World's oldest joke traced back to 1900 BC

LONDON (Reuters) - The world's oldest recorded joke has been traced back to 1900 BC and suggests toilet humor was as popular with the ancients as it is today.

It is a saying of the Sumerians, who lived in what is now southern Iraq and goes: "Something which has never occurred since time immemorial; a young woman did not fart in her husband's lap."

It heads the world's oldest top 10 joke list published by the University of Wolverhampton Thursday.

A 1600 BC gag about a pharaoh, said to be King Snofru, comes second -- "How do you entertain a bored pharaoh? You sail a boatload of young women dressed only in fishing nets down the Nile and urge the pharaoh to go catch a fish."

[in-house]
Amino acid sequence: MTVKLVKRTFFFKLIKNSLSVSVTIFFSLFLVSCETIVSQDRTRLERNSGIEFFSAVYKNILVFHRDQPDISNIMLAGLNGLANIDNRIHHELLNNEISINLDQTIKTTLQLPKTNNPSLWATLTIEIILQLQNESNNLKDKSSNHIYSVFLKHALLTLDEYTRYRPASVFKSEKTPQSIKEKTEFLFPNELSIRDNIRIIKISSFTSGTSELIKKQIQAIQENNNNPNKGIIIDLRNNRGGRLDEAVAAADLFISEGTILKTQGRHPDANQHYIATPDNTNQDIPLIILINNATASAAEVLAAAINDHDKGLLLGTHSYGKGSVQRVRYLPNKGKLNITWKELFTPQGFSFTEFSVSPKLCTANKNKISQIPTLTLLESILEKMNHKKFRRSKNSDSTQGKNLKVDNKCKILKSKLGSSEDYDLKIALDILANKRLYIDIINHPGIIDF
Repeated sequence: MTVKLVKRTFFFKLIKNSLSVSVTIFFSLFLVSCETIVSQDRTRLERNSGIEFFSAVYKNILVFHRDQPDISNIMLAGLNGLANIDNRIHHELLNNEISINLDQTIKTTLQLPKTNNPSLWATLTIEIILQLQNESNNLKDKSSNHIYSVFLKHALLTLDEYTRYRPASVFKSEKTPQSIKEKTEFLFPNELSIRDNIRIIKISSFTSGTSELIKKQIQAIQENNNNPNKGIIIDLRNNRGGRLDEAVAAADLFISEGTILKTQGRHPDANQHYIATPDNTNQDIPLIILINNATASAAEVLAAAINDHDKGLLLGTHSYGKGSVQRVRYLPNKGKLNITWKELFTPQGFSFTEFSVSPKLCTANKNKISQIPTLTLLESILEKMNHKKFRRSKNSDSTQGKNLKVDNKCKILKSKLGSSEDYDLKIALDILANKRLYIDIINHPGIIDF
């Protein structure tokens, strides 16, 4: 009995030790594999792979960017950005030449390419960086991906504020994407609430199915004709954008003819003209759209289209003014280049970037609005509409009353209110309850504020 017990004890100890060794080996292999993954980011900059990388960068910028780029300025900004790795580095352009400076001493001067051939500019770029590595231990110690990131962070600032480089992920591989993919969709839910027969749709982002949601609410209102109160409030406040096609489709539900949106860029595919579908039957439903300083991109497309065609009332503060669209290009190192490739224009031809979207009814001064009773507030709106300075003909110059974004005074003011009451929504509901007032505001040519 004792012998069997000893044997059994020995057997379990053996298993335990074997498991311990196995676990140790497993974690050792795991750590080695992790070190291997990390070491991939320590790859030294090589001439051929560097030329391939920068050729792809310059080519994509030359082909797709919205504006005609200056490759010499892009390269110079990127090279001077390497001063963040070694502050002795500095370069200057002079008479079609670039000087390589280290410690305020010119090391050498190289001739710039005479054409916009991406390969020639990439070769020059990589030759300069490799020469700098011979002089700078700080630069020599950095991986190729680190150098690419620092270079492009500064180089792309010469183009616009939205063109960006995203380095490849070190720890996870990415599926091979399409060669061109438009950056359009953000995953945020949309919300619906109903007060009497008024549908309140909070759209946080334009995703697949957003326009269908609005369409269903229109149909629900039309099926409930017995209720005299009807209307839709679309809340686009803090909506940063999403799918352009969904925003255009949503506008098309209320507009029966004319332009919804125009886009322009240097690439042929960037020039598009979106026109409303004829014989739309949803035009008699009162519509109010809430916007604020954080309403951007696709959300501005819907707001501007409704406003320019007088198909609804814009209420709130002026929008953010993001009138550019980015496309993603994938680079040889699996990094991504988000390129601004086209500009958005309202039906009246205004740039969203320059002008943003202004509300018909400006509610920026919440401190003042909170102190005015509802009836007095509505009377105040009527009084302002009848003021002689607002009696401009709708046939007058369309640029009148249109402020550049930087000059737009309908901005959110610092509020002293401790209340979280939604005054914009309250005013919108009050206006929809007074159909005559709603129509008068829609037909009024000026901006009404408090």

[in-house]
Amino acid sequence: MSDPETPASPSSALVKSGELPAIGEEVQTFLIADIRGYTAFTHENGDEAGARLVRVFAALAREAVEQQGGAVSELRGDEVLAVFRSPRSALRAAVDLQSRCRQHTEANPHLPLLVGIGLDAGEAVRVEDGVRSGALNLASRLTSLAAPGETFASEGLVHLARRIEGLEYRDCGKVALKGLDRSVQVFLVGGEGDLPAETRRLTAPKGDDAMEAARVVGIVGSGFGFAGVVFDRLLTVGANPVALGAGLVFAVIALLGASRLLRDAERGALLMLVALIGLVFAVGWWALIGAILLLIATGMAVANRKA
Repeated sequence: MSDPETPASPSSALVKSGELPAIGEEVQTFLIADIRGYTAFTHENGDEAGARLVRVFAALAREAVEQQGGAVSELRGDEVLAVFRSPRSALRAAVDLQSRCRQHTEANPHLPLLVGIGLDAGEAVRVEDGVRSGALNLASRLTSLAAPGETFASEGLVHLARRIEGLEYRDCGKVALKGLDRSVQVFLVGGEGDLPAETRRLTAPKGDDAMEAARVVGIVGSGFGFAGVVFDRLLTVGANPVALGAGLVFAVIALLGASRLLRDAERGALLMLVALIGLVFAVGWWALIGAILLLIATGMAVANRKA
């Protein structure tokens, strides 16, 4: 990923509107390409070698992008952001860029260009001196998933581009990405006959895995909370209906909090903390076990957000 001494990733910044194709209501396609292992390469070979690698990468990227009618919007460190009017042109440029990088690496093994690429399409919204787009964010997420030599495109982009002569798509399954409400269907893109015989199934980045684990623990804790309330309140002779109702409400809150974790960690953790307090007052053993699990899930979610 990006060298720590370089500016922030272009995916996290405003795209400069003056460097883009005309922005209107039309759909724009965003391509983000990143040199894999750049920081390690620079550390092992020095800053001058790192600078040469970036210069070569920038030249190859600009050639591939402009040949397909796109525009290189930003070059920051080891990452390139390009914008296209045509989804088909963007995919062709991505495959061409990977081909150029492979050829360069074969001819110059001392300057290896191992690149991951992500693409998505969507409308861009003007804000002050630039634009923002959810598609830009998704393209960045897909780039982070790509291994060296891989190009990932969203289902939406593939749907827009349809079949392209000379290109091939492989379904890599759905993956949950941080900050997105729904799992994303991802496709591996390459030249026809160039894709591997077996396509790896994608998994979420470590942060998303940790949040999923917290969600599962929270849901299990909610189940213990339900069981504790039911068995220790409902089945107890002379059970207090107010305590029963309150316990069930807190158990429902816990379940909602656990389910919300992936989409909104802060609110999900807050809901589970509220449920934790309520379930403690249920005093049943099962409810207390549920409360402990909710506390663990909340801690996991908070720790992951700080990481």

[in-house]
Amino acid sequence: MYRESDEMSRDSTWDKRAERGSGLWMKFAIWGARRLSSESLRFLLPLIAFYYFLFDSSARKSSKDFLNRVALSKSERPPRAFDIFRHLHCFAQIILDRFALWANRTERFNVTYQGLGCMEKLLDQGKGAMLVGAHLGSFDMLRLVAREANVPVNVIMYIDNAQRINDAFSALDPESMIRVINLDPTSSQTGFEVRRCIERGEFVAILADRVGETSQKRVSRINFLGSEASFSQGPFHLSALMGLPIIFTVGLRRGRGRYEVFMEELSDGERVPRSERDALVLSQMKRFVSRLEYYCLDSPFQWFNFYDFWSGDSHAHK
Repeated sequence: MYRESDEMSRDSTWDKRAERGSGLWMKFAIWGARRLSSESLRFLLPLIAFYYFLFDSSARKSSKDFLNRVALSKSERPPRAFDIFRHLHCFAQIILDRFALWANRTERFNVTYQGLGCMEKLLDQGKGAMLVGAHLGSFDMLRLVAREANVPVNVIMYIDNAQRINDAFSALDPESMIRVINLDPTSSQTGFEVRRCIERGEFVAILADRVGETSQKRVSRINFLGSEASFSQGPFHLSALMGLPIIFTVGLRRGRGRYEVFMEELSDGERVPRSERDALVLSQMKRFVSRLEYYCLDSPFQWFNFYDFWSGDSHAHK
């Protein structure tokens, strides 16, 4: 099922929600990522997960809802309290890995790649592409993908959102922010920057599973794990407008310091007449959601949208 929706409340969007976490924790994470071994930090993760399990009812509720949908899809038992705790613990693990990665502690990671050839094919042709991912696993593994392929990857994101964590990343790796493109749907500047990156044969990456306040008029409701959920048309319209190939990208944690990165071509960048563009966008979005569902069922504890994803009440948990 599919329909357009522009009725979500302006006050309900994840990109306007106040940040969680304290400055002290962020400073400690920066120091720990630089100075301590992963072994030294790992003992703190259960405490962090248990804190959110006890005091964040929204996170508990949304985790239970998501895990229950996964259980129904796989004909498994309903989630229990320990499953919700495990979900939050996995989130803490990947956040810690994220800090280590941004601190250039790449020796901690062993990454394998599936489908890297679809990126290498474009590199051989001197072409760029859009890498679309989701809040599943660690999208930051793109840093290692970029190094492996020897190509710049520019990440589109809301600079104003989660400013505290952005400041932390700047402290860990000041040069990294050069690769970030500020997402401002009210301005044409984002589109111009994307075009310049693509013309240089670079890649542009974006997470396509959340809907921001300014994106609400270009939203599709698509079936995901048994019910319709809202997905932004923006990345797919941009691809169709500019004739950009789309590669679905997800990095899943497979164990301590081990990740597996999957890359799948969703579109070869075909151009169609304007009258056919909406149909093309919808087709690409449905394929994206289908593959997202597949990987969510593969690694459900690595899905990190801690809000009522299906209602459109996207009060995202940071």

The oldest British joke dates back to the 10th Century and reveals the bawdy face of the Anglo-Saxons -- "What hangs at a man's thigh and wants to poke the hole that it's often poked before? Answer: A key."

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Here's another from about 600 B.C. from Greece: Ulysses is becalmed on his ship and the sails are just flapping, going nowhere. What does the wily one do to get the ship moving again? He hangs an onion up behind the sail. Get it?

Aristophanes, the comic writer, was full of scatological humor, kind of like a fourth-grade classroom. Scata, by the way, means 'shit' in Greek.

About the onion and the wind.

What do you get when you mix Viagra and baked beans?

A stiff wind.

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